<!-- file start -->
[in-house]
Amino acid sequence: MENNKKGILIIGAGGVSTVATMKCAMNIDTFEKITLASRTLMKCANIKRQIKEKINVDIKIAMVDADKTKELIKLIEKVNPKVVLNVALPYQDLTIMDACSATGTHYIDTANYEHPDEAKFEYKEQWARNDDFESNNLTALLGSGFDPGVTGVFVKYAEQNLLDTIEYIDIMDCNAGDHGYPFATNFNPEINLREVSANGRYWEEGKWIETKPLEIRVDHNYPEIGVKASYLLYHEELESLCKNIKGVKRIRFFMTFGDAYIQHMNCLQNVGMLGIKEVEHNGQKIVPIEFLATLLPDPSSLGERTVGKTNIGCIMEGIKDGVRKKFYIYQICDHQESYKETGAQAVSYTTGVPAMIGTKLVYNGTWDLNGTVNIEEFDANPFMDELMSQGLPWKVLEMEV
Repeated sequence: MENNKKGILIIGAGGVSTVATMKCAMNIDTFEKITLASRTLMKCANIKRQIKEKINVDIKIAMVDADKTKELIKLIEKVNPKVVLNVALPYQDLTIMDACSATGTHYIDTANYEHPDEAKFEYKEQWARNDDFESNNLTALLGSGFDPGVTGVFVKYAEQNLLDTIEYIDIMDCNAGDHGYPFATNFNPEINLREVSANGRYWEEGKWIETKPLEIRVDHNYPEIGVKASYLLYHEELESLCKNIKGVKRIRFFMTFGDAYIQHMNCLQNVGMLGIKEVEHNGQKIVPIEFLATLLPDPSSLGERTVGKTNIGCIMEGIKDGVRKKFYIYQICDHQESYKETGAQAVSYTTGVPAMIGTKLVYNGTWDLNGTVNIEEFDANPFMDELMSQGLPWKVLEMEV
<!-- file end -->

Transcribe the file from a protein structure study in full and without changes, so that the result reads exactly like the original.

[in-house]
Amino acid sequence: MENNKKGILIIGAGGVSTVATMKCAMNIDTFEKITLASRTLMKCANIKRQIKEKINVDIKIAMVDADKTKELIKLIEKVNPKVVLNVALPYQDLTIMDACSATGTHYIDTANYEHPDEAKFEYKEQWARNDDFESNNLTALLGSGFDPGVTGVFVKYAEQNLLDTIEYIDIMDCNAGDHGYPFATNFNPEINLREVSANGRYWEEGKWIETKPLEIRVDHNYPEIGVKASYLLYHEELESLCKNIKGVKRIRFFMTFGDAYIQHMNCLQNVGMLGIKEVEHNGQKIVPIEFLATLLPDPSSLGERTVGKTNIGCIMEGIKDGVRKKFYIYQICDHQESYKETGAQAVSYTTGVPAMIGTKLVYNGTWDLNGTVNIEEFDANPFMDELMSQGLPWKVLEMEV
Repeated sequence: MENNKKGILIIGAGGVSTVATMKCAMNIDTFEKITLASRTLMKCANIKRQIKEKINVDIKIAMVDADKTKELIKLIEKVNPKVVLNVALPYQDLTIMDACSATGTHYIDTANYEHPDEAKFEYKEQWARNDDFESNNLTALLGSGFDPGVTGVFVKYAEQNLLDTIEYIDIMDCNAGDHGYPFATNFNPEINLREVSANGRYWEEGKWIETKPLEIRVDHNYPEIGVKASYLLYHEELESLCKNIKGVKRIRFFMTFGDAYIQHMNCLQNVGMLGIKEVEHNGQKIVPIEFLATLLPDPSSLGERTVGKTNIGCIMEGIKDGVRKKFYIYQICDHQESYKETGAQAVSYTTGVPAMIGTKLVYNGTWDLNGTVNIEEFDANPFMDELMSQGLPWKVLEMEV